By combining optical, medical and wireless transmission technology, two doctors from Taiwan, Jonathan Tsung-yu Ho and David Tsu-wang Shen, have successfully developed a simple and easy-to-operate slit lamp for eye observation. Unlike traditional models, that are big and bulky, the newly developed SlitEYE is only 12.5cm (4.9 inches) in length. It is not only lightweight, but is also compatible with smart phones. Its portability makes it suitable for use in a physician’s office and for providing emergency first aid.
Dr. Ho and Dr. Shen are members of the Stanford-Taiwan Biomedical Fellowship Program (STB), sponsored by the National Science Council (NSC) of Taiwan. Initiated by a cooperation agreement between Taiwan’s NSC and the School of Medicine, Stanford University, in November 2007, the program accepts Taiwanese physicians and engineers for a year-long training program, where they are immersed in Silicon Valley’s entrepreneurial culture. So far, a total of 24 members have participated in the program, and 19 have completed their training, returning to Taiwan with significant research and development experience to add to the medical equipment industry on the island.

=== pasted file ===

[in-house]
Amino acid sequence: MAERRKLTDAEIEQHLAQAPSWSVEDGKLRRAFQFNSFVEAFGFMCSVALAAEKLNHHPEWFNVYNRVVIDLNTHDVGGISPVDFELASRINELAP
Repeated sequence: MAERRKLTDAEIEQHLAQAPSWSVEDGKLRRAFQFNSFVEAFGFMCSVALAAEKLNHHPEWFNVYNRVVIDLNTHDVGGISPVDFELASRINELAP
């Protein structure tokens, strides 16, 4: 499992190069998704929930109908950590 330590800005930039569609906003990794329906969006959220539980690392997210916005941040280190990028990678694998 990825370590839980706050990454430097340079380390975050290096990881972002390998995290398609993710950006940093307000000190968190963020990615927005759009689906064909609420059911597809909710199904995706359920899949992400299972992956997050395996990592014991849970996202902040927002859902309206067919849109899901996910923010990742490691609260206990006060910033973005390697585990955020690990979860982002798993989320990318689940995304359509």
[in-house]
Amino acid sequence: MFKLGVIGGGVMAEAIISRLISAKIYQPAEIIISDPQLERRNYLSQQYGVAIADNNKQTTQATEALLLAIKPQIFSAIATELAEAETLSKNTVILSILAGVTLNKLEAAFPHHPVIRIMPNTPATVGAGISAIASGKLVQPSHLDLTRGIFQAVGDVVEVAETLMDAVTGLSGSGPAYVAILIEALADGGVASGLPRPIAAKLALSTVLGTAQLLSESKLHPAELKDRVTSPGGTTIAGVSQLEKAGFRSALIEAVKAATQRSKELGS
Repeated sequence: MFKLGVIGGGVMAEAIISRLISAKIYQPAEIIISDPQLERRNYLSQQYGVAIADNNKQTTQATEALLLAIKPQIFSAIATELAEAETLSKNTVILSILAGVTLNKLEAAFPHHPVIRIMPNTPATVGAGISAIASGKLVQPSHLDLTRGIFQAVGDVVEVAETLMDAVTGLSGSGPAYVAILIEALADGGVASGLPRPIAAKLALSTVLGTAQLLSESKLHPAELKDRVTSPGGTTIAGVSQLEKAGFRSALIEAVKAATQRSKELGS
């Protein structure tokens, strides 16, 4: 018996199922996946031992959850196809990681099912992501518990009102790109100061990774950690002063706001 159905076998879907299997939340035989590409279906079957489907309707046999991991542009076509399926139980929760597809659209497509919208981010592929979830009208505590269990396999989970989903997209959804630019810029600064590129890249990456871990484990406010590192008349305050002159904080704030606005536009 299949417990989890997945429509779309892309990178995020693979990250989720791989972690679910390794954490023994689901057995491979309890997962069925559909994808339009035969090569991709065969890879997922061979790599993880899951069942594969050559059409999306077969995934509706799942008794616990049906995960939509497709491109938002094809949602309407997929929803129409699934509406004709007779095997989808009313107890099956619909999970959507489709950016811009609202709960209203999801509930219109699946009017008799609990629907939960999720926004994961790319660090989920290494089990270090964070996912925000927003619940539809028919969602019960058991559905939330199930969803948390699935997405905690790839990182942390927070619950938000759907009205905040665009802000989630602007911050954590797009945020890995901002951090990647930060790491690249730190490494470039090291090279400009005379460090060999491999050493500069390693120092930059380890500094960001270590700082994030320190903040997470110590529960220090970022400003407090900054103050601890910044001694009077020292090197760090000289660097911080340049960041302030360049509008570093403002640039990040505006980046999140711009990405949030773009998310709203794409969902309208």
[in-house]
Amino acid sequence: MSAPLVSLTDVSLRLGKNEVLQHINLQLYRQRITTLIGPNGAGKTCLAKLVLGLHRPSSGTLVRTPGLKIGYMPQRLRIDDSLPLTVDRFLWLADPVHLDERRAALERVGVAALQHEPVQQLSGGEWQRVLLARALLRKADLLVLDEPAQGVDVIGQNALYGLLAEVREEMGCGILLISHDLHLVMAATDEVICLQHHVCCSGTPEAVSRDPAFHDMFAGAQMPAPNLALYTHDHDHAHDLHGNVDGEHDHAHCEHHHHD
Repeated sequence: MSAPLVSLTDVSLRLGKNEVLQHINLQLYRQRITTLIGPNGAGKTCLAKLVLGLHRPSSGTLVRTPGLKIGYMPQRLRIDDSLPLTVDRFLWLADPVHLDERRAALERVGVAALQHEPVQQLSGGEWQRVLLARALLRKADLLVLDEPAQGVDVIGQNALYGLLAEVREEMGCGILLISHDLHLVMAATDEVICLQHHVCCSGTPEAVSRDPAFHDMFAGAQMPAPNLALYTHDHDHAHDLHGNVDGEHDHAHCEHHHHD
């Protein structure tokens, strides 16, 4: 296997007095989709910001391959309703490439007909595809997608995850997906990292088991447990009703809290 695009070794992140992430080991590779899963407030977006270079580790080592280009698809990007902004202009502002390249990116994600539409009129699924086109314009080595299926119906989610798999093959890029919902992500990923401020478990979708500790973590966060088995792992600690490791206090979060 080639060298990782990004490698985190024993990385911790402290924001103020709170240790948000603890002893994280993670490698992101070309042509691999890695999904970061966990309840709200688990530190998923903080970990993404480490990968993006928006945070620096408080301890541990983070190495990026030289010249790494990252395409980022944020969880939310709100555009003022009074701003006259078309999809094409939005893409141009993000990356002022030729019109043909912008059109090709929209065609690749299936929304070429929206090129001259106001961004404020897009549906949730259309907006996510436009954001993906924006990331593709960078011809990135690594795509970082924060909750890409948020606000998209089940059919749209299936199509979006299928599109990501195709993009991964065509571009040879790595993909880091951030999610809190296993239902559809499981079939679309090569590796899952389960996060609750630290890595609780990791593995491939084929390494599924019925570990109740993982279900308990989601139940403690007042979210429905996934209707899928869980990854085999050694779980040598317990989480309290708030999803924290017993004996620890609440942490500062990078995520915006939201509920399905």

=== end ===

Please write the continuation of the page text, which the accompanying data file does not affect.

The STB participants are already talented practitioners in Taiwan’s engineering, medical, life sciences and a multitude of other areas. Dr. Ho was a former resident physician in the Ophthalmology Department of the Taipei Veterans General Hospital. While working with patients there, he felt that the traditional slit lamps were not user friendly. Ho met Dr. Shen from Tzu Chi University (Hualien County, eastern Taiwan), where he specializes in biochemical machinery, biological signal processing and artificial intelligence. They joined forces to develop the SlitEYE, which is vastly more user friendly in taking eyeball measurements and assessing eye focus. The device is easy to carry, attaches to different lenses, and uses energy efficient LED lights.
Silicon Valley venture capitalists also see a promising future for the device and hope to have it in production later this year. They will be entering a global market estimated to be worth US$947 million by 2017, with a projected annual growth rate of 4 percent. The price will be tagged at less than US$500, while a traditional lamp costs over US$2,500 per set.